Ensuring Food Safety in the Summer
The summer season welcomes warmer weather and with it, frequent outdoor gatherings with friends, family and delicious food. But summer also brings an increase in cases of foodborne illness, according to the United States Department of Agriculture’s Food Safety and Inspection Service (FSIS). Considering that one in six Americans suffer from foodborne illness each year, it’s important for retailers to understand its causes and educate customers so that food remains safe after leaving the store.
Hidden risks and clear concerns
The human eye can’t detect whether a product is contaminated, making foodborne illness an especially tricky threat. It leads to nausea, hospitalizations and even death in some cases, and costs the U.S. economy more than $15.6 billion each year.
Sometimes food recalls can alert customers to contamination, like in the recent case of the romaine lettuce E.coli outbreak. However, recalls don’t protect everyone from foodborne illness. And these incidents can be especially damaging to a retailer’s reputation. According to the 2017 Harris Poll Reputation Quotient®, which measures companies' reputation strength based on the perceptions of more than 23,000 Americans, 65 percent of Americans cite product recall due to contamination as one of the top damaging scenarios to corporate reputation.
Top causes of foodborne illness
Food can be contaminated at different points in time, including during handling, preparation and storage. Retailers must understand the common causes of foodborne illness, including:
- Personal hygiene failure: Employees who handle and prepare food should understand how to properly wash their hands and do so frequently. Avoiding food contact while sick and using gloves or utensils to avoid bare hand contact with food helps prevent the transfer of germs from hands to food.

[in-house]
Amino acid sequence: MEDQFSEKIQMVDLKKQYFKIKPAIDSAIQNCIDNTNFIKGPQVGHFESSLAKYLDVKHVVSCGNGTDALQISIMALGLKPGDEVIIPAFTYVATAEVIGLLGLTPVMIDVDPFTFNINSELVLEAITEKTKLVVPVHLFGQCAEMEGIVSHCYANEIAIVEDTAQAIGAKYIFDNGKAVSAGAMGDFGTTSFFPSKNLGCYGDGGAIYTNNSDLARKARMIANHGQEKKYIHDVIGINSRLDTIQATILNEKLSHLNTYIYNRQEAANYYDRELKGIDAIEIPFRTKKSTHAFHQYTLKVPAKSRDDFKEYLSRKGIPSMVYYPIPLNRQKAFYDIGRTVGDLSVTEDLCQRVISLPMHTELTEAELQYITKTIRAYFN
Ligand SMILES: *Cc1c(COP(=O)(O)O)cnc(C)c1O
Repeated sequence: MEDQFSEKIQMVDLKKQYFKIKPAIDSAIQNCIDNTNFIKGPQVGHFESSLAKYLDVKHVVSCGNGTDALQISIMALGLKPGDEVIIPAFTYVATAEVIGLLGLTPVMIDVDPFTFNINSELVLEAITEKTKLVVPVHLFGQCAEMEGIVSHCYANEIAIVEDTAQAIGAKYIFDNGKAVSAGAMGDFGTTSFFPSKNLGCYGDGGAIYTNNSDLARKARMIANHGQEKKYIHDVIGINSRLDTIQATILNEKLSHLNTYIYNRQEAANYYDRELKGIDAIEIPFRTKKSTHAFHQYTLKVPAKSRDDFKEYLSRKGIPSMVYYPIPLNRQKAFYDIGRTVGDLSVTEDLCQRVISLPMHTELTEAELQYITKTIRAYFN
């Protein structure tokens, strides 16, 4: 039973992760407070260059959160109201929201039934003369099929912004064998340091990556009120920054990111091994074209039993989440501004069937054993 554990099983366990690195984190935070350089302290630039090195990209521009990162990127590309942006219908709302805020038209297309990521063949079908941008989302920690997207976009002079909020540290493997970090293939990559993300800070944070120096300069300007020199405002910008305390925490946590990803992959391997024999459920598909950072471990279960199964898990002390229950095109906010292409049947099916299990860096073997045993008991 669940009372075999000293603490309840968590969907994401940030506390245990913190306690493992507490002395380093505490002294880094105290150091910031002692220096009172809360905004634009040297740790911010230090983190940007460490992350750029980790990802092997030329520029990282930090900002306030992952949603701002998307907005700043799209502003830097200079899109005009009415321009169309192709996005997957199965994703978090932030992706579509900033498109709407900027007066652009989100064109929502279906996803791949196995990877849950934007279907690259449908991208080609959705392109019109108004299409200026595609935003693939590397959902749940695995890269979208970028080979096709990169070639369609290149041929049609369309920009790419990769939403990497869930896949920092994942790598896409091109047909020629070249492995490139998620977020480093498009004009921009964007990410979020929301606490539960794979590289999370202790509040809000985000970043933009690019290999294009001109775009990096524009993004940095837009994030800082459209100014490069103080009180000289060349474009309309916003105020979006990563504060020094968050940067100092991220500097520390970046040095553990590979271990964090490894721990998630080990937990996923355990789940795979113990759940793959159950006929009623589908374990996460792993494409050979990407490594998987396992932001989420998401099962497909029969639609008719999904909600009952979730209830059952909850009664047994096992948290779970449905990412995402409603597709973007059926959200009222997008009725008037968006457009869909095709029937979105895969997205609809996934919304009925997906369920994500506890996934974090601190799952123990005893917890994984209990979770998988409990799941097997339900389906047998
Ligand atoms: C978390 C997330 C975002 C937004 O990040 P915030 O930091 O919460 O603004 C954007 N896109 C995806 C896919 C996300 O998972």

- Time/Temperature abuse: To keep bacteria from growing, retailers must store food according to manufacturers’ recommendations, such as freezing or refrigerating at specified temperatures. Warming trays should be used to keep food that is intended to be served at hotter temperatures from getting cold before being served. Food should also not be stored for longer than is safe, no matter what temperatures are used.
- Improper cooking: Foods such as meat, poultry, seafood, eggs, dairy products and fresh produce can often contain bacteria that cause foodborne illnesses. Food should reach the correct internal temperature during cooking before it is eaten. Use of a properly calibrated food thermometer is a must.
- Cross contamination: If preparation areas aren’t cleaned and sanitized properly, bacteria can linger on surfaces and later spread to other foods prepared there. Clean and sanitize preparation areas and tools like cutting boards when preparing different foods.
- Ignoring storage instructions: Food should be kept in packaging that protects it from contamination and extends its shelf life. Food should also be kept at the proper temperature before and after preparation, whether it needs to be refrigerated, placed in a freezer or held at an elevated temperature.
- Contaminated food entering the facility: Any food that enters the facility should come from an approved source that is frequently inspected by a regulatory agency. Even when using legitimate sources, it is imperative to check food deliveries to ensure the quality has not been compromised in any way and to wash food such as produce to remove any potential contaminants.
When retailers increase their focus on food safety and educate customers about keeping food safe once it reaches their homes, they provide patrons with better quality products and greater peace of mind, allowing them to enjoy the summer season and worry less about foodborne illness.